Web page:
An ERC Grant is the most prestigious award for excellent European research projects. A team with three researchers from the ETH Domain had also applied for such a grant. Today, Gabriel Aeppli from the Paul Scherrer Institute PSI, Henrik Rønnow from the Swiss Federal Institute of Technology Lausanne EPFL and Nicola Spaldin from ETH Zurich, together with their colleague Alexander Balatsky from Nordita, Stockholm University, received the contract signed by the EU confirming the extraordinary 14 million euro funding. With this funding, they will join their expertise to look into the heart of materials. Using the large research facilities at PSI, they plan to uncover new quantum effects which up to now have been overlooked or could not be seen by previously employed methods. They will also design new materials with useful quantum properties. Such new properties could be of use for data processing or data storage in the future and thus become the backbone of future electronics for the benefit of our Society.
To further the understanding of quantum properties of materials, four expert scientists have been awarded a 14 million euro ERC Synergy Grant, administered by the European Research Council (ERC) of the European Union. The team consists of three scientists in Switzerland and one in Sweden: Gabriel Aeppli at PSI, Henrik Rønnow at EPFL, Nicola Spaldin at ETH Zurich and Alexander Balatsky at Nordita, Stockholm University.
Their joint research aims to uncover
hidden quantum properties in known materials, meaning properties which could not be seen by methods employed up to now. The scientists also plan to design new materials displaying specific quantum effects. Such effects could be of use for data processing, transmission and storage in the future and thus become the backbone of future electronics, which need to be faster, smaller and more energy-efficient.
It is highly relevant that we pursue this research today, says Gabriel Aeppli, photon scientist at PSI.
Today’s silicon-based information technology still relies on principles which have been discovered around 70 years ago. This puts severe limits on what is possible, particularly where speed and energy efficiency are concerned. Therefore, Aeppli continues,
we need to work on the next stage of the information revolution where we take more advantage of quantum effects.
Not being a member of the EU, Switzerland’s place in the ERC grant system is not self-evident. Currently, Switzerland is fully associated and scientists active in Switzerland are particularly successful with their applications for ERC grants.
Concerning the now awarded ERC Synergy Grant, the three scientists in Switzerland all work within the ETH domain. This gave them a notable advantage in joining their expertise, says Henrik Rønnow, neutron scientist at EPFL. The four experts teaming up now will greatly advance the field, Rønnow continues:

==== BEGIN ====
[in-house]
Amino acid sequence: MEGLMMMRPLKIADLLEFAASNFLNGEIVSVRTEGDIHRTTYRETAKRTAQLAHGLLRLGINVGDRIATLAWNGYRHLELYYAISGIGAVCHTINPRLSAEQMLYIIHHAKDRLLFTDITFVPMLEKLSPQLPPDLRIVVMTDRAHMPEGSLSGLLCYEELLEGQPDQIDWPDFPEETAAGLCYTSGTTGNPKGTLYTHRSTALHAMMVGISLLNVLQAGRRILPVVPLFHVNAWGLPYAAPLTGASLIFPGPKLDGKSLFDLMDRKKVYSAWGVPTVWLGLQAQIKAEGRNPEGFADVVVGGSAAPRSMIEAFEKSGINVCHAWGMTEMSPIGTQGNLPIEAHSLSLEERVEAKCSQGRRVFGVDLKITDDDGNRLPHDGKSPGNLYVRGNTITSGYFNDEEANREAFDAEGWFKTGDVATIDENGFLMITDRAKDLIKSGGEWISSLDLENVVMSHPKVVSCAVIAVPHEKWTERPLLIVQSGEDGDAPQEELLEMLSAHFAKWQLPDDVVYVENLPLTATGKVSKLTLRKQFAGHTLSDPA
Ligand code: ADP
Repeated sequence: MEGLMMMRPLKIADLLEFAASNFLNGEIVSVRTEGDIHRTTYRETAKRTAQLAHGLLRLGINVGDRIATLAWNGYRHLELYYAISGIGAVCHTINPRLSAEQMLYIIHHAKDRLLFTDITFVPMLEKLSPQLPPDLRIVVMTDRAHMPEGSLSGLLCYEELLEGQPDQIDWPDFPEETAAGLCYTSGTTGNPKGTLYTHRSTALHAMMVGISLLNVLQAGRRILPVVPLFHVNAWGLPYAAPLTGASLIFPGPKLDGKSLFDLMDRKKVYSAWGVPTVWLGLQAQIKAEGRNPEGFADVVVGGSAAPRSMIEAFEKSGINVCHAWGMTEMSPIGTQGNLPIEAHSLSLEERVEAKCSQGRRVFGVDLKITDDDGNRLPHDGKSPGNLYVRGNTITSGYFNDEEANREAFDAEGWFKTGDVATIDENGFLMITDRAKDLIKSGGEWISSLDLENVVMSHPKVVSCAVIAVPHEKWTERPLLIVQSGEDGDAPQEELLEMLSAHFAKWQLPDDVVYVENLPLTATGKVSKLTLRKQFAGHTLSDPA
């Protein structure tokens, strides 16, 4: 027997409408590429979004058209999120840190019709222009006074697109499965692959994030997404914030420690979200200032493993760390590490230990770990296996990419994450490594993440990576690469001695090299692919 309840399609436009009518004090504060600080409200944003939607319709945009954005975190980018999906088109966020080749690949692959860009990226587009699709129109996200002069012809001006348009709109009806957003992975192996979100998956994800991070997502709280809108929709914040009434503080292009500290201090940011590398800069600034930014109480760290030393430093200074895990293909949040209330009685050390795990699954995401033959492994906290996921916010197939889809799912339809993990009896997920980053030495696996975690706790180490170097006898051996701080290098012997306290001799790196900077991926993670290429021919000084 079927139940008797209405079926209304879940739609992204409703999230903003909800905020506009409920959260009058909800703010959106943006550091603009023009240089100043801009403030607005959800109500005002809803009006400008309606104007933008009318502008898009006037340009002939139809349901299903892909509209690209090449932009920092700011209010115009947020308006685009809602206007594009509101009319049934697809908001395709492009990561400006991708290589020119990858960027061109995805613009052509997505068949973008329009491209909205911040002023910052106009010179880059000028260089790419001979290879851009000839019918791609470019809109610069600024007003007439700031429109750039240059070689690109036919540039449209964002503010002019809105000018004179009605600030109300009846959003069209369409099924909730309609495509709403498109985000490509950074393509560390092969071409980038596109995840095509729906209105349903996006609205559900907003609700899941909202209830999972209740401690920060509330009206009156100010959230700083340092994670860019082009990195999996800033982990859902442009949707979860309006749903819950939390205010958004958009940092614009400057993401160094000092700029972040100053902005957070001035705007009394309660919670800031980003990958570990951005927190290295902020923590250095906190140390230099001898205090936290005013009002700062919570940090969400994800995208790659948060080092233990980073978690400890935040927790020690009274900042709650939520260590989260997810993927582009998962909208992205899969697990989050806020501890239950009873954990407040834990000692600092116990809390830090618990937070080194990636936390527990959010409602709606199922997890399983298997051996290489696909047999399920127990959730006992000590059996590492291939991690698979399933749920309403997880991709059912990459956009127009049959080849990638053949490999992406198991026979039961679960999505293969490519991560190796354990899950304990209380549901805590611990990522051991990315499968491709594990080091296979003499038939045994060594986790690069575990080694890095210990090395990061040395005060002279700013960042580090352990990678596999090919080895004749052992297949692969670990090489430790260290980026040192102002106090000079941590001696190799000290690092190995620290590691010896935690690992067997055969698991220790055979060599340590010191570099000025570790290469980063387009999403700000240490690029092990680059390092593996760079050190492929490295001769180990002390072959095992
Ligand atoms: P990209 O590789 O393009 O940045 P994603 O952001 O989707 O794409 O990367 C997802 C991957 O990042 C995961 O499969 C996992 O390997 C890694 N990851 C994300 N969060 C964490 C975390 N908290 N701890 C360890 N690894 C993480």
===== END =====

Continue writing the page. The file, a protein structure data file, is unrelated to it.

Every time we sit together, we notice that we all come from very different angles but are often looking at the same thing. Already in the past, listening to the viewpoints of the other three has given me new ideas on how to better find the things I am searching. I am therefore very much looking forward to expanding this collaboration.
The scientists’ understanding of
hidden phenomena can be explained with an analogy:
Imagine a large area composed of blue and yellow pixels, says Nicola Spaldin, theoretical chemist and material scientist at ETH Zurich.
From a distance, it looks green; but when we look more closely, we discover additional information - in this case the way that the blue and yellow are arranged to make the green colour - hidden in plain sight. She continues that in the case of quantum phenomena, hidden properties are anything but trivial to find.
This is why to uncover them we need the advanced characterization tools of the large research facilities at PSI.
The fourth scientist in the team, Alexander Balatsky at Nordita, Stockholm University, is a theoretical physicist. As for the importance of their joint research, he draws a historical line:
We say that humanity has passed the stone age, the bronze age, the iron age and is currently in the silicon age. What comes next will quite certainly be the quantum age - but which quantum material will it be? At this point, we need to look at a lot of potential materials; it takes horses to have a race. And in the end, of course, we hope that one of our materials will win the race.
The researchers called their joint research project HERO which stands for
Hidden, entangled and resonating orders - all of which are important quantum properties they will look at in order to discover possible materials of the future. To achieve this, the expert scientists will use the several large research facilities at PSI for complementary investigations and exploit the computing power of the Swiss National Supercomputing Centre CSCS of the ETH Zurich in Lugano for data processing and theoretical calculations.
Text: Paul Scherrer Institute/Laura Hennemann